Like Lima, many who agreed to go through this experience understood it would not be exactly like originally imagined. However, while they perhaps had to wait a little before being able to venture out on weekend getaways or move freely inside their chosen city, there are certainly some unique benefits to be taken from this experience. Cultural exchange and language acquisition being some of them.
Yet there will always be an itch that cannot be scratched for those who dreamed with hope and expectation for this experience.
For most students, the social part seems to be what was most affected. “I would like to travel more within the country and see the sights and visit the francophone part,” Lima said. “I would also have liked to go to parties and have more social interactions.”
Despite everything however, Josimery says she is happy with her decision to study in Canada. “I’m happy to have the opportunity of graduating in Canada,” she said.
Despite all the conflicts experienced, ensuring safety and health, one’s own and others, must certainly be a priority. For some, this was what mattered most. “I decided to stay in Brazil for now, simply because I didn’t feel safe traveling,” said Isabela Rabelo, who dreams of studying economics in Canada.
Most countries have taken steps to mitigate the spread of COVID-19 since the beginning of the pandemic, and of course the vaccine is one of the safest measures that can be taken. In fact, vaccination has become a contingency for visa qualification and traveling in most places all over the world.
And while it makes travelling safer for everyone, this also imposes even more restrictions for those who want to carry out their long-awaited plan of studying abroad. For many, the current scenario seems to be a lose-lose situation: choosing between pursuing a dream, even if in a different way, risking your health and the health of others, staying at home hoping for improvements in the overall situation, and putting off your plans for indefinite deadlines or even giving them up.
Although it is possible to mitigate risks through vaccination, use of hand sanitizer and masks, the effort is simply not worth it for some. Ferreira said she heard from several future students over the past year that investing in an exchange experience at that time would not be the best option.
“Apart from the security issues, many felt that they would be paying for an experience that is far from what they dreamed of, and on top of that, one that no one knows for sure how it would be, since it depends on several factors, some of them very personal,” Ferreira said.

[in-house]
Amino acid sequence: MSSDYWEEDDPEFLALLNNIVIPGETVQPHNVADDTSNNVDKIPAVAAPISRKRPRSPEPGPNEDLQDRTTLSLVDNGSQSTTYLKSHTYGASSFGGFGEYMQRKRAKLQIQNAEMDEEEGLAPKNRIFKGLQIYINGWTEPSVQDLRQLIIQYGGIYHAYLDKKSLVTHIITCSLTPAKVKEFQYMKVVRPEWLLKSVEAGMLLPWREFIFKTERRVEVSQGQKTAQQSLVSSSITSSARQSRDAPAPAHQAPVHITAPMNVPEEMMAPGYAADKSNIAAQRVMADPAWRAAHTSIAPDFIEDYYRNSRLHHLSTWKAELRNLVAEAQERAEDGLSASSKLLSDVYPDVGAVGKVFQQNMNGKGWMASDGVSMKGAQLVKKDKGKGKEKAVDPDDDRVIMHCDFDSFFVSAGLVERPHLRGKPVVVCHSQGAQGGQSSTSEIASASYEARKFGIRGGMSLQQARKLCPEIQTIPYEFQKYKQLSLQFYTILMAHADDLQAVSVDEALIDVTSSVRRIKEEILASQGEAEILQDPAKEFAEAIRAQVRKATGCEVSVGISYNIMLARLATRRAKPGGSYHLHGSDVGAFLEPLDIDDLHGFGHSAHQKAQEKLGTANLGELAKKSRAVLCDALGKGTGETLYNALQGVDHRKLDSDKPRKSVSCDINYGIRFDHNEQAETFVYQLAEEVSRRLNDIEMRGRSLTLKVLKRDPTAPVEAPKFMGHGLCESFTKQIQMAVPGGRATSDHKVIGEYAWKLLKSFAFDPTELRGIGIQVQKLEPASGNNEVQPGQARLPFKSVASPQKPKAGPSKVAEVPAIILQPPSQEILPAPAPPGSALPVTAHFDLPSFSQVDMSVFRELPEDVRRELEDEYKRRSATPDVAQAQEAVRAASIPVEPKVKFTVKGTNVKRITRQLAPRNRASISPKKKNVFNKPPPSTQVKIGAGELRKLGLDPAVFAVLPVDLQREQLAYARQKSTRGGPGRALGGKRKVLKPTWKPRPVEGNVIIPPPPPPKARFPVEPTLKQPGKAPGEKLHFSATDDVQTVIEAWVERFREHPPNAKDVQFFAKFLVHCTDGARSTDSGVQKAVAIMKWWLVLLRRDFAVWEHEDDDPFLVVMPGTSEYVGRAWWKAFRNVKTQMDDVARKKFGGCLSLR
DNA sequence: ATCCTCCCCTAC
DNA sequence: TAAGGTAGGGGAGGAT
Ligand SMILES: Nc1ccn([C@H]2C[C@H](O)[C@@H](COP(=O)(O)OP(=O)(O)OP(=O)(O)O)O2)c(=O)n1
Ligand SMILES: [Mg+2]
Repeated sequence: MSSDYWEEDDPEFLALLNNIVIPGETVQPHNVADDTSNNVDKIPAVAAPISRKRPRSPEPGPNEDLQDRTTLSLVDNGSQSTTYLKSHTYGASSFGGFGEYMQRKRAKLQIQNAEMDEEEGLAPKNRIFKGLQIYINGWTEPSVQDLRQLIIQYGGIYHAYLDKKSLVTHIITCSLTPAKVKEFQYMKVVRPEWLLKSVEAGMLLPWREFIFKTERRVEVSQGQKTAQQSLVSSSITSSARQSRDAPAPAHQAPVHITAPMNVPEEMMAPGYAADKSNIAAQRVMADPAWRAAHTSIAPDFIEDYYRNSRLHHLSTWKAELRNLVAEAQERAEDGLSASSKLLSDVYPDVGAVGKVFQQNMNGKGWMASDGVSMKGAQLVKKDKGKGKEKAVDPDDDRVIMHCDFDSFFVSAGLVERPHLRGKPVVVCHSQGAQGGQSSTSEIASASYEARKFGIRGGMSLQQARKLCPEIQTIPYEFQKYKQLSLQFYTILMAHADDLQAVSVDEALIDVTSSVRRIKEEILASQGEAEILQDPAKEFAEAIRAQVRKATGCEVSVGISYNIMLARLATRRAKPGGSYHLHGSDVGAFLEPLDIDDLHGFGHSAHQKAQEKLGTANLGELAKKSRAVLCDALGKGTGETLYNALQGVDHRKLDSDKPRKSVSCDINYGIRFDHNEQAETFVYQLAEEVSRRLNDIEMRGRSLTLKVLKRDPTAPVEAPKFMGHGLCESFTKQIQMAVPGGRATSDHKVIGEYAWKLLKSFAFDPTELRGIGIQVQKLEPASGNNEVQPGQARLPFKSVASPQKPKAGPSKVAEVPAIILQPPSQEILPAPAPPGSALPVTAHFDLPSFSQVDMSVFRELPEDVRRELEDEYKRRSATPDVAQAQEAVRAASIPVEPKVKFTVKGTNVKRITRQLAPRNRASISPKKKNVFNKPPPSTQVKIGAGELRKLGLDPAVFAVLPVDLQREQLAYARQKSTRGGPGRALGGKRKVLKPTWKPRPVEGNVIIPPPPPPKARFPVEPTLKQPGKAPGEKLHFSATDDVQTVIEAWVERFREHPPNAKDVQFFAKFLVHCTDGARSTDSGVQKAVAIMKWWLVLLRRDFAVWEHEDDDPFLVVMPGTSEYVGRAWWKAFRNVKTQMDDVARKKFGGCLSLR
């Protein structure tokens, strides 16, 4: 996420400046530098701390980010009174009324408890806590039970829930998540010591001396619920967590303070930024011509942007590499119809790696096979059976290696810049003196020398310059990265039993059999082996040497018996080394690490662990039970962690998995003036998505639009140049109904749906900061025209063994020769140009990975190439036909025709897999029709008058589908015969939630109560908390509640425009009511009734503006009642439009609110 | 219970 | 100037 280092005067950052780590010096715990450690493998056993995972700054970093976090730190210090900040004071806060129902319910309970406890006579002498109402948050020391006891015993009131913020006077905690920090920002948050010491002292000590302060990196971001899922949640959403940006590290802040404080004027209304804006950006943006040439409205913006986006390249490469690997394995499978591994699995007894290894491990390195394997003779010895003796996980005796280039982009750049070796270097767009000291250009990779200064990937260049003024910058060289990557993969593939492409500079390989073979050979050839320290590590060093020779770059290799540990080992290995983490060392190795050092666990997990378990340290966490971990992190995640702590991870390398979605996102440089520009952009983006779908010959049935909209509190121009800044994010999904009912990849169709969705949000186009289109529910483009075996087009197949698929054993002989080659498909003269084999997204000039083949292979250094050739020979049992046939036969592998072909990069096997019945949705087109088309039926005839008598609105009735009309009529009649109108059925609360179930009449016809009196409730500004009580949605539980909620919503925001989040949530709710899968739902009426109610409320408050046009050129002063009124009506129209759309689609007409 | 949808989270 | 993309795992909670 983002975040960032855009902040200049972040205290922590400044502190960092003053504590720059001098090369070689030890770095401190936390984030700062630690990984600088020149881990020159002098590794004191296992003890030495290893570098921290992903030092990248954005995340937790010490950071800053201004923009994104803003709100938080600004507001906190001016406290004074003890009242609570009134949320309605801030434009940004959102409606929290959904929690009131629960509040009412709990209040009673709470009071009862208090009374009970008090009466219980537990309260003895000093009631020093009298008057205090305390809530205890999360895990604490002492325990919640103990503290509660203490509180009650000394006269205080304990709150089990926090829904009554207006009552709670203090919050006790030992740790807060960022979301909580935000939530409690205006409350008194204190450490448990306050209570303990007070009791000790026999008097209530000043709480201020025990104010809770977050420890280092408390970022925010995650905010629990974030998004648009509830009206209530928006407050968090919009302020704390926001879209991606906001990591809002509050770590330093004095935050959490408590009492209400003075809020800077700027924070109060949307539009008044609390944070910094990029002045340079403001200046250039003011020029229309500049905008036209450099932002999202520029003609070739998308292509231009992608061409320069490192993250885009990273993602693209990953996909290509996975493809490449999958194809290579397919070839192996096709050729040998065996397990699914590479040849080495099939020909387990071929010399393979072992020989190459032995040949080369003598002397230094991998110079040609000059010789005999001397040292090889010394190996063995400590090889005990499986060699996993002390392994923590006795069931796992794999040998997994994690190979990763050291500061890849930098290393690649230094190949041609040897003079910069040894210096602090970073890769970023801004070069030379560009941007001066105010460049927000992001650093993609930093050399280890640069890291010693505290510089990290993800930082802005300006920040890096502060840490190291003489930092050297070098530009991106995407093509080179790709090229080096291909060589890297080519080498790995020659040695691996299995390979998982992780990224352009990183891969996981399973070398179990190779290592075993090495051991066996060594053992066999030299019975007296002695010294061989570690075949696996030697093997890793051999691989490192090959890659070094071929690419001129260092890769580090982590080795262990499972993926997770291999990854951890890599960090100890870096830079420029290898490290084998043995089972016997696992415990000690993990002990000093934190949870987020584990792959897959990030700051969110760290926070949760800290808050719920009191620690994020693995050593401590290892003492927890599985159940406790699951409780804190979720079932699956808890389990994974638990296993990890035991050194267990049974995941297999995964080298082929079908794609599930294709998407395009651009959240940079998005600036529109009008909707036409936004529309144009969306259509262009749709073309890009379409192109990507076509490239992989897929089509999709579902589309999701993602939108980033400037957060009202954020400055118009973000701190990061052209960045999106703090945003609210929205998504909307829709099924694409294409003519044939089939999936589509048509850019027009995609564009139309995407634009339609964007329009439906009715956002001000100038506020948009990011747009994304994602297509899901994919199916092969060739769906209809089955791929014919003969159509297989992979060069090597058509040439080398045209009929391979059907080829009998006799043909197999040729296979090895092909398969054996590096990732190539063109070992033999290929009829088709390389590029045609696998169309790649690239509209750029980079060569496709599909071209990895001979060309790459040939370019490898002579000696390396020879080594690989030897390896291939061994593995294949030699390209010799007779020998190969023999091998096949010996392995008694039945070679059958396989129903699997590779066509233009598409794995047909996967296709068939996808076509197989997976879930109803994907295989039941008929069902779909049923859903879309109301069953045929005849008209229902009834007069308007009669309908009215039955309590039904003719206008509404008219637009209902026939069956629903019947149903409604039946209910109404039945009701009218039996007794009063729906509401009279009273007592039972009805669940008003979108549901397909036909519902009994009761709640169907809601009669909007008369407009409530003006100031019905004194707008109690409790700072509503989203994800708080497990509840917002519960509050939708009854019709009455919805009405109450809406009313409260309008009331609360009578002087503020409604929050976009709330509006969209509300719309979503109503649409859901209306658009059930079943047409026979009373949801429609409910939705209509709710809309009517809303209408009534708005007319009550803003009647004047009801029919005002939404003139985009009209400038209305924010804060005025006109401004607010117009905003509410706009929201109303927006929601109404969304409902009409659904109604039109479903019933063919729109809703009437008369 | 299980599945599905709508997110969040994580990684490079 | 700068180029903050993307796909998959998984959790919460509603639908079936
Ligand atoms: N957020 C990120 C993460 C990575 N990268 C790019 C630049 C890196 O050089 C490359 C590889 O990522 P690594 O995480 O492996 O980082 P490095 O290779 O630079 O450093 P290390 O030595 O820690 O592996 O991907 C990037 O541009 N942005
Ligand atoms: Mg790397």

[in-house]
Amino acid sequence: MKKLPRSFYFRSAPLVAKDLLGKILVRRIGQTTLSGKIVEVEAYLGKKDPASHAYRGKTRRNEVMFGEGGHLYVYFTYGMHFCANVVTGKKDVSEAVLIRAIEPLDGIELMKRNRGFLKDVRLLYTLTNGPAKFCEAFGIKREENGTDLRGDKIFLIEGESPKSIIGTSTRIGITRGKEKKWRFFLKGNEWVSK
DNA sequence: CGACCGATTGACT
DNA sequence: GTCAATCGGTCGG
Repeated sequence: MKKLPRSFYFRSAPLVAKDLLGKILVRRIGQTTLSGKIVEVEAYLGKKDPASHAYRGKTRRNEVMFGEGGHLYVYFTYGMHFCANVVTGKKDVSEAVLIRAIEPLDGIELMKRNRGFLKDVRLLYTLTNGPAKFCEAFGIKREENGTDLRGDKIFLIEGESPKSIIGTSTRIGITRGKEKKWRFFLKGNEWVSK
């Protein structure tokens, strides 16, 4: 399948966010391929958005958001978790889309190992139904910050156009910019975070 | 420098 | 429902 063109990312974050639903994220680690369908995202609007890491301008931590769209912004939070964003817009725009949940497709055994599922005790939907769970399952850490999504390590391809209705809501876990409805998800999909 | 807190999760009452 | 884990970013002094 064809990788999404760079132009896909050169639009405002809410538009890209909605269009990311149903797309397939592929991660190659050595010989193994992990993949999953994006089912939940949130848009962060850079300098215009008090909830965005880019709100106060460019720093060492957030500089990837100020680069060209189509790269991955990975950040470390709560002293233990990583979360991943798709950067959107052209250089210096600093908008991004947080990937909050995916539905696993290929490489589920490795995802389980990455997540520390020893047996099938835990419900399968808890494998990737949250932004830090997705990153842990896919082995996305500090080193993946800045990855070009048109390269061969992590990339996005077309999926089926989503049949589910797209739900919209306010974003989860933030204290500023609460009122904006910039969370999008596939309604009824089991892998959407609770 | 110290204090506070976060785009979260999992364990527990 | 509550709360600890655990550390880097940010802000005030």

Besides, the reports of some international students who decided to move forward with their dream even during the pandemic were discouraging to some. Isabela Rabelo said that as many reports she saw on Instagram and Facebook showing students were satisfied with their decision, it was clear to her that this was not the experience she wanted.
“I’m already a shy and introverted person, so I think wearing masks and having a social distance would make it even harder for me to connect with others,” Rabelo said.
Studying abroad during a pandemic may not seem like the ideal choice — surely it’s not the way anyone expected to live their international adventures. But maybe this unique time in history can become a true once-in-a-lifetime experience, and one that will still contribute a lot for personal growth.
The process to study abroad itself has always involved a series of steps and requirements to ensure that students are prepared for the experience, and the pandemic certainly added some extra steps in the bureaucratic process.
Also, despite all difficulties, a report done by the college application platform Cialfo showed the majority of future students didn’t give up on their plans. The demand for this kind of exchange is still pretty strong in many countries, being an important part of their economy.
Anyway, this decision is certainly a very personal one and involves factors that go beyond the technical data shown by surveys and the bureaucracies required by governments. No matter what road taken, there are pros and cons that can only be defined by those who will have to live with the consequences of the decisions.
For Camila Ferreira, comfort is the most important factor.